The long-awaited reopening of The Museum of War and Peace took place in Novion-Porcien at the end of last month, as The French Ardennes prepares to welcome visitors to its battlefields and monuments in the 100th anniversary year of the conclusion of The First World War.
Closed for refurbishment in 2008, its reopening means that The French Ardennes has yet another major attraction for visitors to see in the year which marks the 100th anniversary of the end of The Great War.
For 75 years – from France’s defeat at Sedan in 1870, to the end of the Second World War in 1945 – The French Ardennes stood at the crossroads of history, as well as in the very front line of conflict. The Museum of War and Peace preserves the memory of the Franco-Prussian War of 1870, and the First and Second World Wars.
The architecturally distinctive Museum was created in 2003, and today houses a collection of more than 14,000 items divided into six major categories. Located on the A34 which links Reims and Paris with Charleville-Mézières, The Museum is also the gateway to The French Ardennes’ many remembrance sites.
It commemorates, amongst other things, the “House of the Last Cartridge”, in Bazeilles – a village 8 km from Sedan – where commander Lambert’s group of seventy men stood up to 2,300 Prussians in September 1870.
World War I is depicted through the life of German and French troops in the trenches. The soldiers had left home with “flowers in their gun barrels”, but found themselves in a war in which men on both sides dug underground to protect themselves, giving rise to the figure of the French “Poilu” who suffered the rigors of the seasons, shortages and bloody attacks, which in the end led to mutiny.
Further details can now be found at https://www.guerreetpaix.fr/en. Entry prices are €8 for adults, €5 concessions, and €20 for a Family Pass. Group prices for 20 people or more start from €5 per person.
Holiday makers from the UK thinking of visiting The French Ardennes in 2018, meanwhile, may be interested to know that the local tourist board has published a new magazine-style brochure entitled French Ardennes Inspirations – which can now be ordered by emailing firstname.lastname@example.org, or by telephoning +33 324 56 06 08.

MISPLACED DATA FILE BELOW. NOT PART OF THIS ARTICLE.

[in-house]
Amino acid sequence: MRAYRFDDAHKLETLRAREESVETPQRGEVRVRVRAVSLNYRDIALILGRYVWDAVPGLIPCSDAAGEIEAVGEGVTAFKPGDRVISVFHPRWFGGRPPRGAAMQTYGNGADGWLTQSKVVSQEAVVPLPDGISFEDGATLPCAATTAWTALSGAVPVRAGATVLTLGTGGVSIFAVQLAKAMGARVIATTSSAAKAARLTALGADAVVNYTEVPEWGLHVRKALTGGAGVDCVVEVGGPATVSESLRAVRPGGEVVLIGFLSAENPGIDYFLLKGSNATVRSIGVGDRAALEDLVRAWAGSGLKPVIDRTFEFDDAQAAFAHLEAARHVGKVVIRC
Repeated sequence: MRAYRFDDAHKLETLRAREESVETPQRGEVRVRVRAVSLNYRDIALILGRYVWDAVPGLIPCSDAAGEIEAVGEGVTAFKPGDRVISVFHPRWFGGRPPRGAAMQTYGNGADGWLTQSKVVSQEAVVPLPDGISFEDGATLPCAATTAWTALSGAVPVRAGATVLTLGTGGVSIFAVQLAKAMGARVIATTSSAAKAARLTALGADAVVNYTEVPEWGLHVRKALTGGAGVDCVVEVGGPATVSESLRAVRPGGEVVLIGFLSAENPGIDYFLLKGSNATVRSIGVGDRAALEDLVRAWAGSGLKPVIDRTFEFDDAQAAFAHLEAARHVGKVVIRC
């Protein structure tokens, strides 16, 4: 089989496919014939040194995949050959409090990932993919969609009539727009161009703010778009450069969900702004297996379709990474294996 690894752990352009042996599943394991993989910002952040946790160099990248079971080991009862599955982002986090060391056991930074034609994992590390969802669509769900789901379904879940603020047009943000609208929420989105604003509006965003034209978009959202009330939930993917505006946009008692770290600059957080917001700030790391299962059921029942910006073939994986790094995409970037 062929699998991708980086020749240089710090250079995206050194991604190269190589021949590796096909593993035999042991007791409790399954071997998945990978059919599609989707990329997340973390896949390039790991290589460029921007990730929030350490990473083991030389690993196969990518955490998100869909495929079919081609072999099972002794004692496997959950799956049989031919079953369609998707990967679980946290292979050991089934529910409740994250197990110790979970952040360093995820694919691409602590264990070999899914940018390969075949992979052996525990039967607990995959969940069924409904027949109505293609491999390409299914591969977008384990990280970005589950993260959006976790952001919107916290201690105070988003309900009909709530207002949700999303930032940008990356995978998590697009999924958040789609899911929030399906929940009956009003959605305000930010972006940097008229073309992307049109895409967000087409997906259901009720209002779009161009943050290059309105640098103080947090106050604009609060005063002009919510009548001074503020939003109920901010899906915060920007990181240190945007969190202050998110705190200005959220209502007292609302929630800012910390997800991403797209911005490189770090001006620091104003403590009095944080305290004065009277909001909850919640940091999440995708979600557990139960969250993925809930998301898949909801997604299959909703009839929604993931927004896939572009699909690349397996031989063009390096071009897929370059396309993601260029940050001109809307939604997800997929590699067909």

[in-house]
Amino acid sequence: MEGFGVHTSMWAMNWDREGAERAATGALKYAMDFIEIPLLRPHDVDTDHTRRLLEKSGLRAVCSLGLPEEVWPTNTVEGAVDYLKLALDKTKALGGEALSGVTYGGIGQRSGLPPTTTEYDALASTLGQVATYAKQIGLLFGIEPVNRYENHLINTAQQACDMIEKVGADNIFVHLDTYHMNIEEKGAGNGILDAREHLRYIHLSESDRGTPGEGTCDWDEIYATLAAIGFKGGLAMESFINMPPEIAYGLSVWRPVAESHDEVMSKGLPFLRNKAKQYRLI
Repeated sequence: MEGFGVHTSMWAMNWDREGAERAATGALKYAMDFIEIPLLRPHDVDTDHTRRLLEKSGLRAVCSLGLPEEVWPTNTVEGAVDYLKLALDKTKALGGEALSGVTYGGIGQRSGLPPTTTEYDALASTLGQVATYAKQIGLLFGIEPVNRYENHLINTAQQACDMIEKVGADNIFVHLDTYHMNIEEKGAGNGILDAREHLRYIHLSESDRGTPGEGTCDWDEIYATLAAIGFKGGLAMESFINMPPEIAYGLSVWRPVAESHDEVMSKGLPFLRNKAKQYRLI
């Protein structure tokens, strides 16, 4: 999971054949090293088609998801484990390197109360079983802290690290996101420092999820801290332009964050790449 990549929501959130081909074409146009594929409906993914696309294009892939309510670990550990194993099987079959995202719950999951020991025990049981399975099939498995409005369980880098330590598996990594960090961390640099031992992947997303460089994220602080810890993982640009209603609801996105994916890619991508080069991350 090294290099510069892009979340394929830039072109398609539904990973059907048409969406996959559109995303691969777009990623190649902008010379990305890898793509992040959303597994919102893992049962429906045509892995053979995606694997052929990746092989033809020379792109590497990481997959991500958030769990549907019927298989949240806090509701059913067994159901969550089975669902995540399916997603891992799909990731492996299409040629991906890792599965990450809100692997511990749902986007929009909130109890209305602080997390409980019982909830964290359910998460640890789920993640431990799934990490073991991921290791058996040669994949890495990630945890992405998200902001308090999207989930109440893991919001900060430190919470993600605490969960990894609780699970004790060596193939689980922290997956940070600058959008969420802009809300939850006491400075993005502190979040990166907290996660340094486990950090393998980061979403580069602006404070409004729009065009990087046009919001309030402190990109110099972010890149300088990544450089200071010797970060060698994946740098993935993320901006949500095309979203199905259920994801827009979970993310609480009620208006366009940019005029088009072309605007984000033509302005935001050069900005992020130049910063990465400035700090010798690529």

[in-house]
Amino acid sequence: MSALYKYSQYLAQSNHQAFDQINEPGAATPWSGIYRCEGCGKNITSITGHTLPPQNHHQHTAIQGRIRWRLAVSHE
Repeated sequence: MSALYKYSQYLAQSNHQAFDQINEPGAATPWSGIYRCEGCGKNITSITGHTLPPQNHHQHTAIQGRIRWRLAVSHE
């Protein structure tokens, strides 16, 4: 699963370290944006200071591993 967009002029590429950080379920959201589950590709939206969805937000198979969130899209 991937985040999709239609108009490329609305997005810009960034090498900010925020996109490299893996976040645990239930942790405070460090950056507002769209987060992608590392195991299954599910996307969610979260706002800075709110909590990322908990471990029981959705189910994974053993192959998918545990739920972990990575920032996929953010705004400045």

Available in English, it helps to highlight the appeal of one of the greenest areas of France, while revealing everything from the region’s top thrills, most unexpected experiences, the sheer poetry of a weekend spent in Charleville-Mézières, its history and its heritage, and one of Europe’s biggest eco-friendly music festivals The Cabaret Vert.
The French Ardennes, of course, has more reason than most areas of France for marking the centenary of the end of WWI.
Four years of commemorations in France – that have marked everything from the start of the conflict, in 1914, through to events remembering those who fell in the campaigns at The Somme and Passchendaele – will draw to a close at 11am on November 11, 2018.
And, for France, it is The French Ardennes that will be providing the full stop, at the end of the final sentence, in the last chapter of the history of the conflict. Because it was here, in The French Ardennes, where the last official French victim of The Great War, Augustin Joseph Trébuchon, fell – just fifteen minutes before the cease-fire at 11am on November 11, 1918.
Trébuchon is buried in the cemetery of Vrigne-Meuse, an Ardennes village of 220 inhabitants, where visitors today will find a church with 18 white crosses surrounding a memorial – in honour of the men of the 415th Infantry Regiment who all died on November 11 during the last offensive while attempting to cross the River Meuse.
The unveiling of a new memorial in honour of Trebuchon is just one of the events planned for 2018, in The French Ardennes. Leading politicians have been invited to attend a special ceremony – with Trébuchon set to become a symbol of tragedy of The First World War.
For further information, visit http://gb.ardennes.com